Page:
WTC Design Competition Results
On December 18, 2002, citizens and designers of the United States and the world got a glimpse of some new ideas on how the site of New York's World Trade Center could be transformed over the coming decade. On December 18, 2002, the Lower Manhattan Development Corporation released a new set of design proposals submitted by some of the world's most talented architects. Perhaps skittish after the poor reception given the last round of proposals, the LMDC simultaneously also launched a campaign to solicit public comment.
At the public unveiling, Governor George Pataki said: "The plans are a bold declaration of New York's confidence and of Lower Manhattan's ability to emerge from the tragedy even stronger and better than it was before." Added Mayor Michael Bloomberg: "The plans presented today are imaginative, innovative, and go far beyond anything we have seen to date with regard to the 16 acres [6.5 hectares] of the World Trade Center site."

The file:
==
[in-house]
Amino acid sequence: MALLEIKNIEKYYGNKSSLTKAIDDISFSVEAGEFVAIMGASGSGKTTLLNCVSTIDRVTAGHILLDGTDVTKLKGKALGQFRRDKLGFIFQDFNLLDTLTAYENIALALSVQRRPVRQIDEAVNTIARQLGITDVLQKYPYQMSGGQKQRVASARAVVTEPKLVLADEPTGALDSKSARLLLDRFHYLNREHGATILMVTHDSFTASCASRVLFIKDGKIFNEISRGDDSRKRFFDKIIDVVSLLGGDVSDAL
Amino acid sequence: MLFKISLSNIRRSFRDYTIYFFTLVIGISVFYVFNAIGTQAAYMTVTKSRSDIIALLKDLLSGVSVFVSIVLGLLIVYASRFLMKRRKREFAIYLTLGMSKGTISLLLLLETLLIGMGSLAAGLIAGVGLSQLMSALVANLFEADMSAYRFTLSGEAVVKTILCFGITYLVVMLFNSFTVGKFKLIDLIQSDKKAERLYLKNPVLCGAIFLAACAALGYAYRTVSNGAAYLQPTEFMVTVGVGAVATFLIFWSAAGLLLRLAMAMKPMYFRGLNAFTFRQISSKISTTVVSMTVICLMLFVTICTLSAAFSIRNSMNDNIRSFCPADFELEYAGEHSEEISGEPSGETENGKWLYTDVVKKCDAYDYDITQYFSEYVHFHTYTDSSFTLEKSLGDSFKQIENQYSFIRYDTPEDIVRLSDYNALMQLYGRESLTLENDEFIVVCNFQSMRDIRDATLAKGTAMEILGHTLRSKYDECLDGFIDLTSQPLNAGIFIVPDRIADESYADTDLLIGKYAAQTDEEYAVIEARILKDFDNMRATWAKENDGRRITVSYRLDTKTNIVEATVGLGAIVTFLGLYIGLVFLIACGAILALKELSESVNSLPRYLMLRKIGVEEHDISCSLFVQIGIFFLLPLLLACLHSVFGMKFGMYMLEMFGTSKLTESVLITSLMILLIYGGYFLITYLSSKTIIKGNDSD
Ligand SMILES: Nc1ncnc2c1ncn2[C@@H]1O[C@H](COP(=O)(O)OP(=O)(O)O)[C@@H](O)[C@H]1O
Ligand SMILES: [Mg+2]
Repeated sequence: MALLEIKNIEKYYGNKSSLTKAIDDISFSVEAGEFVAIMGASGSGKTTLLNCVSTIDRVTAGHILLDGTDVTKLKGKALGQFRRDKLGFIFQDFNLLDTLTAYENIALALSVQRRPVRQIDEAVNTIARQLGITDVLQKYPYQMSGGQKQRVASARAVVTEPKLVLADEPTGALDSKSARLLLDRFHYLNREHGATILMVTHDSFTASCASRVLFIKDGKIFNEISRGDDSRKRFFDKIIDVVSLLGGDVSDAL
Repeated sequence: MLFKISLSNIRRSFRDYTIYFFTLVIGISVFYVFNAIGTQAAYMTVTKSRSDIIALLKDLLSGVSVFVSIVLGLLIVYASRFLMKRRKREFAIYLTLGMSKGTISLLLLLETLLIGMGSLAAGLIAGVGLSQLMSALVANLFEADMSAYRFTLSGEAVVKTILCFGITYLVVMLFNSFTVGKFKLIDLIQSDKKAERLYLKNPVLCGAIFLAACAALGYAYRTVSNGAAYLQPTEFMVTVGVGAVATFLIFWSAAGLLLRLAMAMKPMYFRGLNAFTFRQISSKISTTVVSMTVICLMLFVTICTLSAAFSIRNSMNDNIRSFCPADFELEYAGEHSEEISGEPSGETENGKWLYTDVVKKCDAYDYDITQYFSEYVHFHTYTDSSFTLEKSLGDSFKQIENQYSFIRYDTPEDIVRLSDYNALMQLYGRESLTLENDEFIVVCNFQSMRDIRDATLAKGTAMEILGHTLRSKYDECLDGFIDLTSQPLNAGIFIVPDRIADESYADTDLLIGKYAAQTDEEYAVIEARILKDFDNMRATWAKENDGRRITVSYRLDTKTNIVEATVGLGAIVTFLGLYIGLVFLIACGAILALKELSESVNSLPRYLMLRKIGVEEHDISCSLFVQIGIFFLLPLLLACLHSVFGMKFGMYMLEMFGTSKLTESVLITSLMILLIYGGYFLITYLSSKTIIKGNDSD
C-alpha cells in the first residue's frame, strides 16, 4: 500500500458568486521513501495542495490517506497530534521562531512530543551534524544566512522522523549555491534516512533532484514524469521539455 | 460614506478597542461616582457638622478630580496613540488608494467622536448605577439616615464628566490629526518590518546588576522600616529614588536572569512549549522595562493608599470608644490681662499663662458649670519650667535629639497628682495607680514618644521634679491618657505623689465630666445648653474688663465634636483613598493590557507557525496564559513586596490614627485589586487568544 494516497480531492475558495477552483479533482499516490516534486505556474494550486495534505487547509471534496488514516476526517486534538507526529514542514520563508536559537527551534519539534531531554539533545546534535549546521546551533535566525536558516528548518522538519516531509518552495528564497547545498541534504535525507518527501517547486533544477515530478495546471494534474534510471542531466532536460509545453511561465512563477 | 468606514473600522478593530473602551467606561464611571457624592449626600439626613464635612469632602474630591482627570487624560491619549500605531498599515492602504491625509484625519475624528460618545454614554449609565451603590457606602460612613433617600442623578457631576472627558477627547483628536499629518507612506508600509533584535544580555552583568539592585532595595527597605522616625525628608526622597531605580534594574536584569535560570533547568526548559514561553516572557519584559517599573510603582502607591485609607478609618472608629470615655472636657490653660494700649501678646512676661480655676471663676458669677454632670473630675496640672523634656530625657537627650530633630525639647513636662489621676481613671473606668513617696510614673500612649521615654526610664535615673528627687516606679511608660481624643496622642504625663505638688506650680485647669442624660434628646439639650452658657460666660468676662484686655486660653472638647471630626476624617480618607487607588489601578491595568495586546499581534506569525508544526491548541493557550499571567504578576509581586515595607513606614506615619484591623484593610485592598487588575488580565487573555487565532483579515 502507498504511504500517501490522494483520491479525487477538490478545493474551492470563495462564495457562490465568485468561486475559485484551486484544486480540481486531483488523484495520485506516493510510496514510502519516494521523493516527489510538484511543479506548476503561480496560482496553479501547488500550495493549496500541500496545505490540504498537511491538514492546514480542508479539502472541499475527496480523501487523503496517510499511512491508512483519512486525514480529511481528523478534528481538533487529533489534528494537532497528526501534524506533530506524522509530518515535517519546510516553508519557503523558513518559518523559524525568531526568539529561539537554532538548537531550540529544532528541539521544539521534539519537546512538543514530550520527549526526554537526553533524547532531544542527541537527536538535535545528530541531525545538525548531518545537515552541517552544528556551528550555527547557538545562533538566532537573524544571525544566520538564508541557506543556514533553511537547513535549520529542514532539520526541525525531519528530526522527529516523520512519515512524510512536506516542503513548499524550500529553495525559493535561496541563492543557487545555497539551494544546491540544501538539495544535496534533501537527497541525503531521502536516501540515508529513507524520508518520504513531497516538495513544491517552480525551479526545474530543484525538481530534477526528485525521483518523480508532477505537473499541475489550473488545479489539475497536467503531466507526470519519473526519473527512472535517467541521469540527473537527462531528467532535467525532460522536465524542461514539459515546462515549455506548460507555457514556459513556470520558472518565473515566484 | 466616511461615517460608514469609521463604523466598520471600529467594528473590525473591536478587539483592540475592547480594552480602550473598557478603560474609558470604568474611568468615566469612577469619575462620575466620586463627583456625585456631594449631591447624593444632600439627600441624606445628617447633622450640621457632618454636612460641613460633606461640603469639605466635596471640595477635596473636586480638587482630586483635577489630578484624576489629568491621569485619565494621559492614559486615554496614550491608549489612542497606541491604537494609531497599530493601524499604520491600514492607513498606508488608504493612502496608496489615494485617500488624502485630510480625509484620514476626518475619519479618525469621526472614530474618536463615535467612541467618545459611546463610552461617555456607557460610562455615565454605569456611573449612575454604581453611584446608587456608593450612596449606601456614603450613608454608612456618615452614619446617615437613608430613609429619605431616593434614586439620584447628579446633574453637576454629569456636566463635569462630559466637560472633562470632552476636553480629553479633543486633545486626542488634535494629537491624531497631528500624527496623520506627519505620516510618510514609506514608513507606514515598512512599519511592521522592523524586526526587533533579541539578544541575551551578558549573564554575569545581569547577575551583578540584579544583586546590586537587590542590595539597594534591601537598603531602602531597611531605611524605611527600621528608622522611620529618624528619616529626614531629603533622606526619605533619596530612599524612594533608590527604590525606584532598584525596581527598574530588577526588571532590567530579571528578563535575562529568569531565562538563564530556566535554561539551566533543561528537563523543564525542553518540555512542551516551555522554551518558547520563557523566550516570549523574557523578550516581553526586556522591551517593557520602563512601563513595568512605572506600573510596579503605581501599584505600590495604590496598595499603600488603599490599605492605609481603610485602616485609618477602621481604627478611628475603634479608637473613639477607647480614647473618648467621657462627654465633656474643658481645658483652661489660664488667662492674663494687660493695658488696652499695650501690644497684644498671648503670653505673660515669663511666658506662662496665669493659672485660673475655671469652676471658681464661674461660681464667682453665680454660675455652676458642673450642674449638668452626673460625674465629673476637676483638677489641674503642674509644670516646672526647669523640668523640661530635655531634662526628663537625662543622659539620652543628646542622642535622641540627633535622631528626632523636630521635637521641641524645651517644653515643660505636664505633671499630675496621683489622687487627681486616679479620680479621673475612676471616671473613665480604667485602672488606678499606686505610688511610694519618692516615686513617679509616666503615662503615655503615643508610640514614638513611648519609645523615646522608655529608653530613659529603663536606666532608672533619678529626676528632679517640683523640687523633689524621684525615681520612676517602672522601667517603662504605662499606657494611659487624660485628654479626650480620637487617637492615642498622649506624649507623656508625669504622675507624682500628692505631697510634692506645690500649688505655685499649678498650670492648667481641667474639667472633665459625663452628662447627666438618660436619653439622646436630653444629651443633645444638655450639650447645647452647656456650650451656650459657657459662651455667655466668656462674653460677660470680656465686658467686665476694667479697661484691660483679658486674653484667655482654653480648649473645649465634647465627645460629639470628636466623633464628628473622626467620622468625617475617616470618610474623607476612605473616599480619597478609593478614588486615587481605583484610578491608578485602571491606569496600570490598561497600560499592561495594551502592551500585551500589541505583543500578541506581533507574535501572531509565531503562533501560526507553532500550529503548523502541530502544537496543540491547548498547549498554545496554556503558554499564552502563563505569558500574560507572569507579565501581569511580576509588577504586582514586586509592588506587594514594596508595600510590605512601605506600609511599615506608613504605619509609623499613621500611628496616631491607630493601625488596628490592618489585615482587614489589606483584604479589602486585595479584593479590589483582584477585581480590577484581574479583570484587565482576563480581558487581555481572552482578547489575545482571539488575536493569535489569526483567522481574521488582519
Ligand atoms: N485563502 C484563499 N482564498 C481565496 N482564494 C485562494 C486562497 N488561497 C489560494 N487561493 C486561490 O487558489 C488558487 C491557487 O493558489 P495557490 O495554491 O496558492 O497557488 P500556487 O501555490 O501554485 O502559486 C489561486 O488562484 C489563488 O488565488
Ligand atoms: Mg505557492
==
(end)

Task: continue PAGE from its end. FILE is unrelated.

Responses from Seven Teams
At first glance, the nine schemes from seven teams certainly look more diverse than those presented last summer. Foster and Partners, for instance, proposes to reassemble the iconic skyline, "to celebrate New York's positive spirit with a unique twinned tower — the most secure, the greenest, and the tallest in the world. The crystalline tower is based on triangular geometries —cross-cultural symbols of harmony, wisdom, purity, unity and strength." >>>
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Foster and Partners offered a proposal for rebuilding the site of the World Trade Center. This and eight other designs were unveiled in December.
Image: Foster and Partners
The design by Peterson Littenberg Architects creates a new city district.
Image: Peterson/ Littenberg Architecture and Urban Design
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